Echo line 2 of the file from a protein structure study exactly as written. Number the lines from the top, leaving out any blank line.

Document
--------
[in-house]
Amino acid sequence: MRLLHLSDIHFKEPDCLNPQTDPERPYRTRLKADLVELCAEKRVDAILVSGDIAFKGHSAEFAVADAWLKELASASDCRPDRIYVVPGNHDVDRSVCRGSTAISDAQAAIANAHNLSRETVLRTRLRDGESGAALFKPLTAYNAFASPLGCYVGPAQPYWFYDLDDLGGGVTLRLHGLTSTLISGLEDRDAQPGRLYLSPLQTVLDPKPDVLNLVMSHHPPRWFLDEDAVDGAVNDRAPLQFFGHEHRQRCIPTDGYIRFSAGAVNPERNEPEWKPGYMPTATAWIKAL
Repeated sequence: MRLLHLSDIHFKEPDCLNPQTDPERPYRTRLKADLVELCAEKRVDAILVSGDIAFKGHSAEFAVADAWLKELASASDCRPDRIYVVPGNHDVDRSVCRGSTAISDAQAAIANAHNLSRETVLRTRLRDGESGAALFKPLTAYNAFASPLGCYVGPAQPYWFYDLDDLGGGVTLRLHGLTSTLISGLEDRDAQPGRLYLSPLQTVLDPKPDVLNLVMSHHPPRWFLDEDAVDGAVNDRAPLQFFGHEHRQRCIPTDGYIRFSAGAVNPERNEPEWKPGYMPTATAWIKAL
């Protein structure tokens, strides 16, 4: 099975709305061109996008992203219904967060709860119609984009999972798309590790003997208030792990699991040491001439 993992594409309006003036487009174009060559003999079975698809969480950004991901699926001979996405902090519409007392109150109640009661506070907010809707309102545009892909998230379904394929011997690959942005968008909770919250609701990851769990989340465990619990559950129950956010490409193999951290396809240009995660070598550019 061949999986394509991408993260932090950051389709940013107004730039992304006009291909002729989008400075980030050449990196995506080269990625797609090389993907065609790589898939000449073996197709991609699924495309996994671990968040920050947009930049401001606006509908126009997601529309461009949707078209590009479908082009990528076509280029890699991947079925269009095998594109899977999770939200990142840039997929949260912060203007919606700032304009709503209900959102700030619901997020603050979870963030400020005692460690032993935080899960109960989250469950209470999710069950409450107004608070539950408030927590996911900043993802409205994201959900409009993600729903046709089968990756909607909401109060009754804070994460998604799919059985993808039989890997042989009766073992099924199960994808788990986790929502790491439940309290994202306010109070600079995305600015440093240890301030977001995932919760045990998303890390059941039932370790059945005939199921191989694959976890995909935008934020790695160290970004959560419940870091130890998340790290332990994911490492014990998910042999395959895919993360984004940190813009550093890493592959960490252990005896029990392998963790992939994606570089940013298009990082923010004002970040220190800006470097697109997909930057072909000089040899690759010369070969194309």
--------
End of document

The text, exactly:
Amino acid sequence: MRLLHLSDIHFKEPDCLNPQTDPERPYRTRLKADLVELCAEKRVDAILVSGDIAFKGHSAEFAVADAWLKELASASDCRPDRIYVVPGNHDVDRSVCRGSTAISDAQAAIANAHNLSRETVLRTRLRDGESGAALFKPLTAYNAFASPLGCYVGPAQPYWFYDLDDLGGGVTLRLHGLTSTLISGLEDRDAQPGRLYLSPLQTVLDPKPDVLNLVMSHHPPRWFLDEDAVDGAVNDRAPLQFFGHEHRQRCIPTDGYIRFSAGAVNPERNEPEWKPGYMPTATAWIKAL